Is there a “generalized least norm” equivalent to generalized least squares?

In a standard regression problem

\begin{equation} \mathbf{y} = \mathbf{X} \beta + \mathbf{e} \ , \end{equation}

the solution to $\beta$ when the system is overdetermined is $\hat{\beta}= \left(\mathbf{X}\Sigma^{-1}\mathbf{X}\right)^{-1}\mathbf{X}^T\Sigma^{-1}\mathbf{y}$, where $\Sigma = \sigma^{-2} \operatorname{Var}(\mathbf{e})$.

The solution to an underdetermined system when $\Sigma\equiv \mathbf{I}$ is $\hat{\beta} = \mathbf{X}^T\left(\mathbf{X}\mathbf{X}^T\right)^{-1}\mathbf{y}$. Can a similar formula to the least squares case be written when $\Sigma \ne \mathbf{I}$ such that $\hat{\beta} = \mathbf{X}^T\Sigma^{-1}\left(\mathbf{X}\mathbf{X}^T\Sigma^{-1}\right)^{-1} \mathbf{y}$?

I have not been able to find any good references on this system and would appreciate if you could suggest any also.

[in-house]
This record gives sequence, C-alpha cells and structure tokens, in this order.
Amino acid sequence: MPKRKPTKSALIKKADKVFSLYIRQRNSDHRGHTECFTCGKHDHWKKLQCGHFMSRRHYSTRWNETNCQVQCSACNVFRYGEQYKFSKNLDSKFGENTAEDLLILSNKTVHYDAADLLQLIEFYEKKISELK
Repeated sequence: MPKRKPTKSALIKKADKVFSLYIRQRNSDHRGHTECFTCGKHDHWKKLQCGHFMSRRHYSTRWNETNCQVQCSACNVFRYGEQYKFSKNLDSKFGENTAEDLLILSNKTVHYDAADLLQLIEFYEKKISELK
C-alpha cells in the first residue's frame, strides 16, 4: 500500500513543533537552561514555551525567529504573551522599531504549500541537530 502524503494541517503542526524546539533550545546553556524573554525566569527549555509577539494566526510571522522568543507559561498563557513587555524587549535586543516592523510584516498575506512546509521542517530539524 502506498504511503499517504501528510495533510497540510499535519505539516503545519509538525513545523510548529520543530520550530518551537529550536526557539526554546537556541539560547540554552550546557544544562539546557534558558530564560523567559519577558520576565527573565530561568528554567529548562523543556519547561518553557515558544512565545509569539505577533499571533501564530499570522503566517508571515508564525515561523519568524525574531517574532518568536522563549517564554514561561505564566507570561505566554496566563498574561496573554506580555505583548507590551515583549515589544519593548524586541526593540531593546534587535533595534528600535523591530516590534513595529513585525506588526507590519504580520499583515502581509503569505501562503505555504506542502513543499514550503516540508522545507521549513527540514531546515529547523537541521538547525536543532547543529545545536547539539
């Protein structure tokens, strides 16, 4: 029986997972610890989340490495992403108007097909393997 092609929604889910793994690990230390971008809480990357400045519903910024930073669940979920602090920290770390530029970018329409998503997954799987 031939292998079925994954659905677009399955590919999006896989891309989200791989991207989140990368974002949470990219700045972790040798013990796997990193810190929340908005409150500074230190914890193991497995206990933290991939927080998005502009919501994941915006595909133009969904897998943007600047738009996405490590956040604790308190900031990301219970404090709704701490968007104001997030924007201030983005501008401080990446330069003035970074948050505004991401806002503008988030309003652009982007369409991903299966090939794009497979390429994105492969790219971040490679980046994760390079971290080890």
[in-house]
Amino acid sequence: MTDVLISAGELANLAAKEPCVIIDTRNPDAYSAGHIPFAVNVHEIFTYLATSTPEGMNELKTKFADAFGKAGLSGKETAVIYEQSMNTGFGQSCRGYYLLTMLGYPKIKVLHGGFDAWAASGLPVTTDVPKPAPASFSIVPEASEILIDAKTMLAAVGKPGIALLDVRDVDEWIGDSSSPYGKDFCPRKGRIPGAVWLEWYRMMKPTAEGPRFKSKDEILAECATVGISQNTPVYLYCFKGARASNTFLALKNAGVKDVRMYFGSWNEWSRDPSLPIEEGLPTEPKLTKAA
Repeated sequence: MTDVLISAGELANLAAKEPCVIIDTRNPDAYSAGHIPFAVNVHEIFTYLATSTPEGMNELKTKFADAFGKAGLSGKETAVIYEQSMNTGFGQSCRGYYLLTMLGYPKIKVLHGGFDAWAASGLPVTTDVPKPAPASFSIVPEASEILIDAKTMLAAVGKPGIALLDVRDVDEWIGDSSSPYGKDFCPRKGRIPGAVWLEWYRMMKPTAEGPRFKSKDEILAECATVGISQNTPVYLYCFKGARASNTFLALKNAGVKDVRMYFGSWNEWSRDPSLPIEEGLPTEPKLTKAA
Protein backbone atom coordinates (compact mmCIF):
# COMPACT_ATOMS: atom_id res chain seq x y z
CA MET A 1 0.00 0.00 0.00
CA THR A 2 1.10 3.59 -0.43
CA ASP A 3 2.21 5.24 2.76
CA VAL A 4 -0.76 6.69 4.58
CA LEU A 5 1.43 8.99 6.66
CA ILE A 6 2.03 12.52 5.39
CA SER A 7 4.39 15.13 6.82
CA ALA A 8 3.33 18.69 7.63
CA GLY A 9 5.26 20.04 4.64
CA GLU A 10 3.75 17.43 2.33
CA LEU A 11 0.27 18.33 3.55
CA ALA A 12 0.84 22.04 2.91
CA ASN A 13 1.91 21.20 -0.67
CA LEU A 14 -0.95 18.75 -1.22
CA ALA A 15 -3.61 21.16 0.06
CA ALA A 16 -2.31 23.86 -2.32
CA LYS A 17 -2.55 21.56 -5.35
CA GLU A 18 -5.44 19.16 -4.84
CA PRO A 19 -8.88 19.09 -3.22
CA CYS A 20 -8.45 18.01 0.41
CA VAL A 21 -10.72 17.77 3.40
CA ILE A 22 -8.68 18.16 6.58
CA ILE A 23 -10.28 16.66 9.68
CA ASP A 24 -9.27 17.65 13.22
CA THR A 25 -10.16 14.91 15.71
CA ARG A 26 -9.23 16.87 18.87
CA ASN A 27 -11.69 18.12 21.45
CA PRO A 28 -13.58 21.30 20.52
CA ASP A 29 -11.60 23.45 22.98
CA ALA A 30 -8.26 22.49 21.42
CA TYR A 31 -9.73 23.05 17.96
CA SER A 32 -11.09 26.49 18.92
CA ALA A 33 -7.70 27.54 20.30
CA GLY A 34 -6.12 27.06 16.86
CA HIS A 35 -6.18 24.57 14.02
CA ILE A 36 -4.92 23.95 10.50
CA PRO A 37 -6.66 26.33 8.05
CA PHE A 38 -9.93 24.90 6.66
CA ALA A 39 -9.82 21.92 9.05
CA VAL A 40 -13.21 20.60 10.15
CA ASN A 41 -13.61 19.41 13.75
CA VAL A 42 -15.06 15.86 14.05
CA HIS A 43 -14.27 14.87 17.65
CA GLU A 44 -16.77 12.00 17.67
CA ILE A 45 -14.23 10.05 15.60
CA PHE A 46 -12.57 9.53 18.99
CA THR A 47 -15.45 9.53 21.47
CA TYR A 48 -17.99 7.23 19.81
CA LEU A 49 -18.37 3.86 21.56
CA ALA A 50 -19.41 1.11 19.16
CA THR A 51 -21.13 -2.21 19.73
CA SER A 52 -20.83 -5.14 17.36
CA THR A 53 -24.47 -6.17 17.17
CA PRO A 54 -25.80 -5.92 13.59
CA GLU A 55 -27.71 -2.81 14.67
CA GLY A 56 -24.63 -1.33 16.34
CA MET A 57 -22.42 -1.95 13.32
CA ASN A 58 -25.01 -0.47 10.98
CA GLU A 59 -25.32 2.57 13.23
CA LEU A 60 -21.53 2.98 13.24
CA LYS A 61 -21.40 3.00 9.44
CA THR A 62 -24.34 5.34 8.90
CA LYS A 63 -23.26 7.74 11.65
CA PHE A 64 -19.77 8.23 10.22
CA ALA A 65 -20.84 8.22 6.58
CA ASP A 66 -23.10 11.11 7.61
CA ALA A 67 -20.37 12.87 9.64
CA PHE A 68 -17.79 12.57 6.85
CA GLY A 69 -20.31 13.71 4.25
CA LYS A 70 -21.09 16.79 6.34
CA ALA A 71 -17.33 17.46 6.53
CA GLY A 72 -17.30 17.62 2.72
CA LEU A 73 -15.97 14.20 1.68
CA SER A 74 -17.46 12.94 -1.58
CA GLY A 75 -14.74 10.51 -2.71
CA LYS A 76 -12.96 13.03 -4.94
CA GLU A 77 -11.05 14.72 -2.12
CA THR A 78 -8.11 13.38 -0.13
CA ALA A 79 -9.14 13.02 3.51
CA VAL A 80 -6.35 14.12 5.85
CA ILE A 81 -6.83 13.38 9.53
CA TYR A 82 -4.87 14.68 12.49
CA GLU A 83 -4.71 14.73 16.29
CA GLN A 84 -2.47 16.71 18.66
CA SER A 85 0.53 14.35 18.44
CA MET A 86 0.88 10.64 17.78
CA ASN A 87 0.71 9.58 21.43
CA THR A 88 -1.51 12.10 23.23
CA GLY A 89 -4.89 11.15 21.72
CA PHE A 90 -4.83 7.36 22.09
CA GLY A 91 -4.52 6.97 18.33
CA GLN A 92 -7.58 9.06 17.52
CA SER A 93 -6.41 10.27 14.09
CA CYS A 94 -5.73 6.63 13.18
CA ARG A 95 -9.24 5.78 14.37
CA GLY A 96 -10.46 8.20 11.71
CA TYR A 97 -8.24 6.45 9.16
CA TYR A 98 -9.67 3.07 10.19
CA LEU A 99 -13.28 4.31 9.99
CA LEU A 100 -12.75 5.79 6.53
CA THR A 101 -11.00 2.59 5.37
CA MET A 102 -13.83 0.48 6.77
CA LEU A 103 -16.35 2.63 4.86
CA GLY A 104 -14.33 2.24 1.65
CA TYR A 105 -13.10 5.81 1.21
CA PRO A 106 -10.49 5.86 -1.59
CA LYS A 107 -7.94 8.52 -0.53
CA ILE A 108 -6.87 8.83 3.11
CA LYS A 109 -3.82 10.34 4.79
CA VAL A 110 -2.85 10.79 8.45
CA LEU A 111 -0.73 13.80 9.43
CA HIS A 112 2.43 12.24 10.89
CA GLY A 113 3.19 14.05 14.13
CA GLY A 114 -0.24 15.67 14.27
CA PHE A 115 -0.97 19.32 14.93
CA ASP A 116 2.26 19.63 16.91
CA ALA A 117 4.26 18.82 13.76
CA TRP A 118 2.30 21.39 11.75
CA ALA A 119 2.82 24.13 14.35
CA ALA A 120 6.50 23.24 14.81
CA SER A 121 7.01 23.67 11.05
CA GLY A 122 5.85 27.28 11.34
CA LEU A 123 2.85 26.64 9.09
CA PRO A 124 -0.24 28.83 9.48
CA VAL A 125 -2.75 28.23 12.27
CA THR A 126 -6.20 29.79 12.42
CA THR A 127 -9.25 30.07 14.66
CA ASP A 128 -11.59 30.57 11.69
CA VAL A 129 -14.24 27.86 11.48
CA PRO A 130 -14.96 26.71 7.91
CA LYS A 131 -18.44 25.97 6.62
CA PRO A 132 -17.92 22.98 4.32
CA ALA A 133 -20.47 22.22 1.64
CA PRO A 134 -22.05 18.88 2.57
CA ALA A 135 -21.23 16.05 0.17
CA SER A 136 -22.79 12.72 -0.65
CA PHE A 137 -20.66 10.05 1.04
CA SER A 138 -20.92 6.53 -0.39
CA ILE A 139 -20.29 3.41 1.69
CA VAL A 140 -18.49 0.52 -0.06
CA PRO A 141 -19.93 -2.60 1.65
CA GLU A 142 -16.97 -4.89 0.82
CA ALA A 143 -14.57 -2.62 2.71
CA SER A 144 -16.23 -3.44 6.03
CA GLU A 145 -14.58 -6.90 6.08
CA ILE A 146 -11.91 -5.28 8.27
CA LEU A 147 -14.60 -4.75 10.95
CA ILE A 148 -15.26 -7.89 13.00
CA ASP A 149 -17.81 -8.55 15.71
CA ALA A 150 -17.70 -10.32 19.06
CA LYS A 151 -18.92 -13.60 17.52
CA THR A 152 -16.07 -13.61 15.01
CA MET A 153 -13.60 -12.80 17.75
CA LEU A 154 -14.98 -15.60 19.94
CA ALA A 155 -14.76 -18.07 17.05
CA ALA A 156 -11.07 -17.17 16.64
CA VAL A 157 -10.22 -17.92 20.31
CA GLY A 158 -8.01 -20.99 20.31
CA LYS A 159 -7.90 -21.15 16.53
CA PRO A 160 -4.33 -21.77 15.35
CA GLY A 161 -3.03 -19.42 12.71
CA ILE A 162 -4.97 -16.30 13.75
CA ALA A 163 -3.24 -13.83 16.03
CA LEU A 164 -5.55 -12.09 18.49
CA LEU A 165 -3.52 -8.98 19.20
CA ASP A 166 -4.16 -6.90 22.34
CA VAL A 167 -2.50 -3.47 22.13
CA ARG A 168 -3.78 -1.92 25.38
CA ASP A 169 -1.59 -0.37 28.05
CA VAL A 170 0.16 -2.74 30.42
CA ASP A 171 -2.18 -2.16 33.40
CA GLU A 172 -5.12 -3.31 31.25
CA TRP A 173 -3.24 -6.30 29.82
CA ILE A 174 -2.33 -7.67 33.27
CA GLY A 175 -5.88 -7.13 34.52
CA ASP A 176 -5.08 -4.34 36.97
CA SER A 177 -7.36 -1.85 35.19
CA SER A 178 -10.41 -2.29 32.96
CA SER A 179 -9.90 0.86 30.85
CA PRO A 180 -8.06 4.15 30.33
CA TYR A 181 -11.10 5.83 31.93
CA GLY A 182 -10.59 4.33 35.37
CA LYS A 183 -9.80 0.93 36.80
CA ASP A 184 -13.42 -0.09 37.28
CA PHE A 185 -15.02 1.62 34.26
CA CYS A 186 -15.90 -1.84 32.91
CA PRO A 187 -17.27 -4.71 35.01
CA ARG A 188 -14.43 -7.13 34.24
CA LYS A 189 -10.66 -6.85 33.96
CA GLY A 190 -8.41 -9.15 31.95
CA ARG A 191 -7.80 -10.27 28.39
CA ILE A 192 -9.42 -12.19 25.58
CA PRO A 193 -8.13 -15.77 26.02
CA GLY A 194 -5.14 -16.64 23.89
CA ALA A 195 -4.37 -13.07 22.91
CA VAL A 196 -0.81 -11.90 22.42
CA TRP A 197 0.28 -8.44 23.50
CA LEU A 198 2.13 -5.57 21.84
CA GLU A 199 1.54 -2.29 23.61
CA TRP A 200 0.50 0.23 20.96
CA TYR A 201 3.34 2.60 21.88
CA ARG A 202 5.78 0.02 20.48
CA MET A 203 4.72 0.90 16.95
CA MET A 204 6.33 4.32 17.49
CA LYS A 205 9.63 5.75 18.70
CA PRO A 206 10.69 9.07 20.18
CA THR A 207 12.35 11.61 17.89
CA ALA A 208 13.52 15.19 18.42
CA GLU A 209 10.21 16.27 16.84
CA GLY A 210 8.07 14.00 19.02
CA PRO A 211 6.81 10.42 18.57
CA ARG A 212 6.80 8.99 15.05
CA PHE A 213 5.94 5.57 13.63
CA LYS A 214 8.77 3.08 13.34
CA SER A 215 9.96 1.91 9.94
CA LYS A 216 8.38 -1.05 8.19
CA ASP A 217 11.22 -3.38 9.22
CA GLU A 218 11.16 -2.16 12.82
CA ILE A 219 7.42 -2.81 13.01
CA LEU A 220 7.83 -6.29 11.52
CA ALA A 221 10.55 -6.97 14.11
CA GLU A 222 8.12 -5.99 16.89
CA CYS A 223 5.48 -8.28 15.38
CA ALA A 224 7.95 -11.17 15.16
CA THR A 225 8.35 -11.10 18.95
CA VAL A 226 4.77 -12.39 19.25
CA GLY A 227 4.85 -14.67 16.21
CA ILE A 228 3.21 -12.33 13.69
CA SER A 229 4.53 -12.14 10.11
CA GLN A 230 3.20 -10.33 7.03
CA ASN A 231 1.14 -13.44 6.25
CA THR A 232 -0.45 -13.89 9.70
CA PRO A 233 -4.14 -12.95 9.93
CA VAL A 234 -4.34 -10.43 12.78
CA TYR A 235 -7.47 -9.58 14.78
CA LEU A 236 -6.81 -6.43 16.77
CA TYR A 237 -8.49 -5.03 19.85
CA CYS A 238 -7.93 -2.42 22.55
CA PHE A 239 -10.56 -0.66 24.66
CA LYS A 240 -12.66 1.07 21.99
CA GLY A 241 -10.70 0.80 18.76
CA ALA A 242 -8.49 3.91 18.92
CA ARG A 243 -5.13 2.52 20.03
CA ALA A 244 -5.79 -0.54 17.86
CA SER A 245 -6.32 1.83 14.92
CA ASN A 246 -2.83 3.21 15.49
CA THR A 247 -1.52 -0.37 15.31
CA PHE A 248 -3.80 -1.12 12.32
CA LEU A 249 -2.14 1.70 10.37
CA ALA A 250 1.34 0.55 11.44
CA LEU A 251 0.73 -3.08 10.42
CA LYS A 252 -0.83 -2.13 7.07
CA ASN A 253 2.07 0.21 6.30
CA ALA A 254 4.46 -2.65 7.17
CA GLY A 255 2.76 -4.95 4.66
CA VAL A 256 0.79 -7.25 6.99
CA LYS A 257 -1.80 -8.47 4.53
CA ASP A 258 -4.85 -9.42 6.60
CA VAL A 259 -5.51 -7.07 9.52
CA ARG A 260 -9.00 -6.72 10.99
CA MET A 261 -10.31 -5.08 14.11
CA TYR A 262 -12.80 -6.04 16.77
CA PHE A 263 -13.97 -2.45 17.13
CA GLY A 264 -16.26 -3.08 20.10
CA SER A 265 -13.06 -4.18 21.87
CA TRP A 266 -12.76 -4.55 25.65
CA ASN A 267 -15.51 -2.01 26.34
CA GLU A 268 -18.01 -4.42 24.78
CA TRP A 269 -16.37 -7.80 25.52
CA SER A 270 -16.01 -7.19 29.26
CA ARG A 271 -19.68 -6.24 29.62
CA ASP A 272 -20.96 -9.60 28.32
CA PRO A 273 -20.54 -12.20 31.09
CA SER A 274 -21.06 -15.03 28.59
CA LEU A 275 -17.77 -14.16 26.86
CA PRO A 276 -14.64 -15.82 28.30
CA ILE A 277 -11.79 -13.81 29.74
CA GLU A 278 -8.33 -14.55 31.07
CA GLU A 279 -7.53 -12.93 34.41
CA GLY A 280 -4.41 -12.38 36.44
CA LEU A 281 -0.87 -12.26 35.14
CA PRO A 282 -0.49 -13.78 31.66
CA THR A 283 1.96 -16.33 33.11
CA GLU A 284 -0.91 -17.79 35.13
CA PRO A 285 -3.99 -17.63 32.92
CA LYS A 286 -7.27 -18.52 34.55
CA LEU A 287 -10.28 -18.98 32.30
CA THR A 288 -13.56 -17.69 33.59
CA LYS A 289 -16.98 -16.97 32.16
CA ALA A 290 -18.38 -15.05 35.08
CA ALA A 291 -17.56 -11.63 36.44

• Could you please clarify what you are asking? I do not see any "formulations" in your question--only formulas--so the meaning of "similar formulation to the least squares case" is not apparent. – whuber Jan 20 '14 at 16:30
• My apologies. I meant formulation in the construction of a formula but did not mean anything more abstract. I have changed the the word to say "formula" rather than "formulation." – hatmatrix Jan 20 '14 at 16:51
• Note that your expression for $\hat{\beta}$ in the line starting with "The solution to..." is incorrect; you need to post-multiply by $y$. – jbowman Jan 20 '14 at 21:47

To customize the result to an underdetermined system, note the derivation of GLS as the best linear unbiased estimator uses the factorization $\Sigma = AA^T$ as follows. Define $Y^* = A^{-1}Y$, $X^*=A^{-1}X$, and $e^*=A^{-1}e$. Then the OLS solution to $Y^* = X^*\beta + e^*$ satisfies the Gauss-Markov requirements, and is consequently the best linear unbiased estimator.
When using the right generalized inverse $C^+ = C^T(CC^T)^{-1}$ to form the estimate $\hat{\beta} = X^+Y$ in the underdetermined case, you can just use $X^*$ and $Y^*$ instead of $X$ and $Y$. Writing it out in terms of $A$ and $X$ gives:
$\hat{\beta} = (A^{-1}X)^T(A^{-1}XX^T(A^{-1})^T)^{-1}A^{-1}Y$